• Convert the hard disk to use MBR partitioning rather than GPT. You can do this with GPT fdisk (gdisk) by using its "g" option on the "recovery & transformation" menu. There are, however, a lot of caveats and details to such a conversion; see the GPT fdisk documentation for details. When you're done, Ubuntu will no longer boot; you'll need to re-install the boot loader. (You'll need to do this after installing Windows in BIOS mode anyhow, so you might as well put this off until after you install Windows.)

EFI-mode booting with GPT is still very new and can be trouble-prone, but converting your partition table from GPT to MBR is also a rather risky endeavor. Thus, it's hard for me to say which approach is best. Of course, you might not even be able to boot your computer in EFI mode, so you might have to do it by converting your partition table.

An alternative to either approach is to run Windows from within VirtualBox or some other virtualization environment under Linux. This is simpler and safer, and it may be adequate for many purposes. It's most likely to be a problem if you want to run video-intensive games, if you need low-level access to the hardware, or if you have inadequate RAM to support a virtualized environment sufficient for your needs.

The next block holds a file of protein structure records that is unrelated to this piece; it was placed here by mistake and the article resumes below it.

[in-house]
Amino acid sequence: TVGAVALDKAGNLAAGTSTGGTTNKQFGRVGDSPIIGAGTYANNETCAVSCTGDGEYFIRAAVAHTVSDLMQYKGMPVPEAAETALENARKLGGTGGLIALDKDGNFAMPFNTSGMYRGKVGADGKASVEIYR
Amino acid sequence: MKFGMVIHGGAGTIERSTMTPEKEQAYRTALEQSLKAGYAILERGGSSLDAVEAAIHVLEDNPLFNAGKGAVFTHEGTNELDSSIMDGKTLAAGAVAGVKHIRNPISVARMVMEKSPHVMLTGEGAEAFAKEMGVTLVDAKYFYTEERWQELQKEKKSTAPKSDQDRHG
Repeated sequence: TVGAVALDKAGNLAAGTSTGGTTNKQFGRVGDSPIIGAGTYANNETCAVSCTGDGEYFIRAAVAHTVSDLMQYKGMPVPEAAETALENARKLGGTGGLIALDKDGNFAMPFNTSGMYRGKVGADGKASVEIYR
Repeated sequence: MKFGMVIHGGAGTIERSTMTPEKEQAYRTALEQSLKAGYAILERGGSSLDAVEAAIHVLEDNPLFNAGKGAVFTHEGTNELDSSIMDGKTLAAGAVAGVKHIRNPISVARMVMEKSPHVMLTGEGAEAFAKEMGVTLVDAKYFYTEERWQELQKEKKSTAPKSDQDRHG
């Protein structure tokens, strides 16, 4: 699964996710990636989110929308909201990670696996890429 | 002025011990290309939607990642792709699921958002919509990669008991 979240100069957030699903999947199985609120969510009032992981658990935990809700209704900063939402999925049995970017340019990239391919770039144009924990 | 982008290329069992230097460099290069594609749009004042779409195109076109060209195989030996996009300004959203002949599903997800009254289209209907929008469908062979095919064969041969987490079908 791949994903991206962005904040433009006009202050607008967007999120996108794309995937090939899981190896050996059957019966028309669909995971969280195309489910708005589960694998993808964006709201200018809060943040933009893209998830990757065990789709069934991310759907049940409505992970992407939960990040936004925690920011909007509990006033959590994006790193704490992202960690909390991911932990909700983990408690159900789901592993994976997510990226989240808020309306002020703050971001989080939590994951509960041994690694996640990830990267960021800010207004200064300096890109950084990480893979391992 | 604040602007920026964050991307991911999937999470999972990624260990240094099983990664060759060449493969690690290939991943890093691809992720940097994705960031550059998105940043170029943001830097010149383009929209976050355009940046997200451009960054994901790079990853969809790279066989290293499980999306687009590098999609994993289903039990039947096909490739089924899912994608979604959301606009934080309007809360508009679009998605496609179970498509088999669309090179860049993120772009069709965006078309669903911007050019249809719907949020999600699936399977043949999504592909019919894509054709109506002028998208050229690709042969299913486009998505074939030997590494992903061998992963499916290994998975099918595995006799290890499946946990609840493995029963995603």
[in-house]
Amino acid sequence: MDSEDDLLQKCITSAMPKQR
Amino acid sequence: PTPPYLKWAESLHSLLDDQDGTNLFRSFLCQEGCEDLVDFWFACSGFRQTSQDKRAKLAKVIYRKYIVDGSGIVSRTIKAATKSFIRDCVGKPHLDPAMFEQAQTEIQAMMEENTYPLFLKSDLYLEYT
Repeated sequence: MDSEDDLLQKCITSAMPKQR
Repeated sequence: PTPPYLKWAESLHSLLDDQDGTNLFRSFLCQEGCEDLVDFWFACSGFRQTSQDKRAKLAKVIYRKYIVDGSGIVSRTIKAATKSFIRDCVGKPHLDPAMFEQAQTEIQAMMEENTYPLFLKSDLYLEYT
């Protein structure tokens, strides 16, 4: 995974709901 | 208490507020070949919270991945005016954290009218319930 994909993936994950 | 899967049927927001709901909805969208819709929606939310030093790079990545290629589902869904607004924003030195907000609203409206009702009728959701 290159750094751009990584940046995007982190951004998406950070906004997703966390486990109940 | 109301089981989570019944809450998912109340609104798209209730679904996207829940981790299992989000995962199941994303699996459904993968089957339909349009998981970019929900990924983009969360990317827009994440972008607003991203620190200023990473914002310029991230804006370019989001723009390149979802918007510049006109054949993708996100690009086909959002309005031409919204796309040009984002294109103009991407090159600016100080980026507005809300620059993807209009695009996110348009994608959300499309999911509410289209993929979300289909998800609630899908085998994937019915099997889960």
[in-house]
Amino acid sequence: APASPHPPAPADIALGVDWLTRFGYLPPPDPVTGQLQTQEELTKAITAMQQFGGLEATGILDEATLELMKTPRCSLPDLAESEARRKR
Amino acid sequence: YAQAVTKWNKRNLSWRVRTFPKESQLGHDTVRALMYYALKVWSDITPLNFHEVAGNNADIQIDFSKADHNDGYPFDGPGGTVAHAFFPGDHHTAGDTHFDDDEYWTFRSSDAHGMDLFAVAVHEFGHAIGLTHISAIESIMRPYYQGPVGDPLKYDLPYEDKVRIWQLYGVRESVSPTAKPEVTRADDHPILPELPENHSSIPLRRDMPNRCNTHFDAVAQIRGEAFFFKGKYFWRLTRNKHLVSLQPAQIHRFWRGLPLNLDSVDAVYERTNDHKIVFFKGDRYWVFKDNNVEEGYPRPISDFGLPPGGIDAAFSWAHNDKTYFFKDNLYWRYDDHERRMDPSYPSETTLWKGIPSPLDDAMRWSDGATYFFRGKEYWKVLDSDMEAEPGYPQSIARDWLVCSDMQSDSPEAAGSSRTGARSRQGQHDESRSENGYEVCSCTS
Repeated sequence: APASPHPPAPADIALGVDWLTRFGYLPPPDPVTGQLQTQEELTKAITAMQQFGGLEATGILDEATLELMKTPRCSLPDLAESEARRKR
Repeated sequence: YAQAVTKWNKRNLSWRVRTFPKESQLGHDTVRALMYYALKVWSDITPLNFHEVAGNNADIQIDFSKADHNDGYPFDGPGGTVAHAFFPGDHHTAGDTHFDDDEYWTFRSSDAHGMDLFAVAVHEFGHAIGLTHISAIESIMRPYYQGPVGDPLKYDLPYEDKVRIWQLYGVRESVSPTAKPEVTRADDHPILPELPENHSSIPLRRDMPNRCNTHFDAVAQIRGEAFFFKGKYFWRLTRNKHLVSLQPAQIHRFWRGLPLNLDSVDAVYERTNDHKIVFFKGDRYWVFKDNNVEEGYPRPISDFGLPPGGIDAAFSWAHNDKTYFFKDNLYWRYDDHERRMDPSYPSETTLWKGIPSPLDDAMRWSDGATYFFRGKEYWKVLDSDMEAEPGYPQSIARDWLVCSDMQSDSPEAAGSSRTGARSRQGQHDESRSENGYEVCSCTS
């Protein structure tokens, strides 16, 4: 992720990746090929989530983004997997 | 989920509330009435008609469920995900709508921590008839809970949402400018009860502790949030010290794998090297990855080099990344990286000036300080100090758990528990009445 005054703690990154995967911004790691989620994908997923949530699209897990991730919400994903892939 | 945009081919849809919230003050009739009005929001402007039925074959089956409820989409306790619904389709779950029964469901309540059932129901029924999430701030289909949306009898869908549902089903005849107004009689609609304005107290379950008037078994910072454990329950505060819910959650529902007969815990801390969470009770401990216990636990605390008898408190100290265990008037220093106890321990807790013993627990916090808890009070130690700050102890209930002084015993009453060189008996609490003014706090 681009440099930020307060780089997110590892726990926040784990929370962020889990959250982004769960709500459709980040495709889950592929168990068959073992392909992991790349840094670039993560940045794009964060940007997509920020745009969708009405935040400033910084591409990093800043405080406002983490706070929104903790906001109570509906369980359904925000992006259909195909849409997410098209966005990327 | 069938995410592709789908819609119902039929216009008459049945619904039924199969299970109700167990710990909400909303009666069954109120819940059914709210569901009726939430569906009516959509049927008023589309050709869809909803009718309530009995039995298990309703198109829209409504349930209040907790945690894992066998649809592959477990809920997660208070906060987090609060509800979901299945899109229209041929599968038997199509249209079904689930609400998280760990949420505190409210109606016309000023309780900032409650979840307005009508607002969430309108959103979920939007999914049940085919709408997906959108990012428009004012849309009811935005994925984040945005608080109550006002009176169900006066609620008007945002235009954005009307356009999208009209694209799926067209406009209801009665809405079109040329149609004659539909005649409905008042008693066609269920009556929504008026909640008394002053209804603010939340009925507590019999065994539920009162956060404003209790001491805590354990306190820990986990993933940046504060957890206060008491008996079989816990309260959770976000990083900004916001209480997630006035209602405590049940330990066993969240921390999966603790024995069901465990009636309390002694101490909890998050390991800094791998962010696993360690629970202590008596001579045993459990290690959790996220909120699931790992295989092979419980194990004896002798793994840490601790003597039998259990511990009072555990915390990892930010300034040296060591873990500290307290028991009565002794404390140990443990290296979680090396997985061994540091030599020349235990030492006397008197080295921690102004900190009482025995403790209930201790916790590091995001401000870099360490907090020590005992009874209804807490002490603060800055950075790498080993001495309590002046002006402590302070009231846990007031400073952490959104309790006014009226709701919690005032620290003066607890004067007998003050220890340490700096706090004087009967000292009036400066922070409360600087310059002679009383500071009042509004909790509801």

Whichever approach you take (aside from a virtualized Windows), I strongly recommend you back up any important data first; mucking with partition tables is always risky.

Edit: Zolar1's comments suggest the possibility that Ubuntu is installed in BIOS mode but using GPT. Installing Windows in EFI mode in this case will require one of two things:

  • Converting Ubuntu to boot in EFI mode rather than in BIOS mode
  • Switching boot modes (EFI for Windows, BIOS for Linux)

Either is possible. You can convert Ubuntu to boot in EFI mode by adding an EFI boot loader. There are several options, as described here. Ubuntu uses GRUB 2 as its EFI-mode boot loader by default, but IMHO this is a poor choice.

Switching between EFI-mode and BIOS-mode boots of the computer is usually awkward, but sometimes a boot options switch (accessible by pressing F8, F12, or some other key at boot time) can make this tolerable. Another options may be to install rEFInd, which is an EFI-mode boot manager that can (as of version 0.4.6) hand off the boot process to a BIOS-mode boot loader (or to an EFI boot loader).